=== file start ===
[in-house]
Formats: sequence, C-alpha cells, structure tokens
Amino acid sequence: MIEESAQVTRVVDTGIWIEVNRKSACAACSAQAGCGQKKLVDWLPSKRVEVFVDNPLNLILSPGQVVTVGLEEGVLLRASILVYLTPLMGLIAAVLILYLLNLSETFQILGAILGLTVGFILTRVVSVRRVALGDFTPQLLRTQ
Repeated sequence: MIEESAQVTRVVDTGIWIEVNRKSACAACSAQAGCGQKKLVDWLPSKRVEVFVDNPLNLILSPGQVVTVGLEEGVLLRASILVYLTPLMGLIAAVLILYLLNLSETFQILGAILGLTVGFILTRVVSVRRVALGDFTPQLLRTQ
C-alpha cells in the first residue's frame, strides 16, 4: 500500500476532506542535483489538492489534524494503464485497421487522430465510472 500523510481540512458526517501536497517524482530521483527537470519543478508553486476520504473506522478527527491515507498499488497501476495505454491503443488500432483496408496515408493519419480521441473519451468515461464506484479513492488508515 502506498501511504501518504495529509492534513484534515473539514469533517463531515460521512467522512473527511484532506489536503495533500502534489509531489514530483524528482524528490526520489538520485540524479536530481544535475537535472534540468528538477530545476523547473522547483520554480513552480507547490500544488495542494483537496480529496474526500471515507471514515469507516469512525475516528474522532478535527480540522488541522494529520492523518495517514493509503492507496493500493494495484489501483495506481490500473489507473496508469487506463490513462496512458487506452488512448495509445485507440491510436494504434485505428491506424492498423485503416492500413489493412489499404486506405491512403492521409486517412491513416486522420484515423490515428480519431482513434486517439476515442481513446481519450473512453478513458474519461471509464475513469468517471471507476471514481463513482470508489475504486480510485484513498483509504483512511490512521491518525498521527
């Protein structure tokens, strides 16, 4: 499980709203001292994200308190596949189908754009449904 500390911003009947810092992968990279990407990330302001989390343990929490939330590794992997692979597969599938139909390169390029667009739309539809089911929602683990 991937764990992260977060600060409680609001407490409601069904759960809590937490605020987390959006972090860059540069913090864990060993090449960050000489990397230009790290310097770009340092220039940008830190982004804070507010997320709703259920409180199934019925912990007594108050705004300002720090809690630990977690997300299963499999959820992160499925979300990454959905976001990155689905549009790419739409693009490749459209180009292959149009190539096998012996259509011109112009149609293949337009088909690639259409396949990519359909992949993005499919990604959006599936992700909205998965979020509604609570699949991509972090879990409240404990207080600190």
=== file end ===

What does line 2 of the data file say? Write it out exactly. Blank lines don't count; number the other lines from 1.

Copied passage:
Formats: sequence, C-alpha cells, structure tokens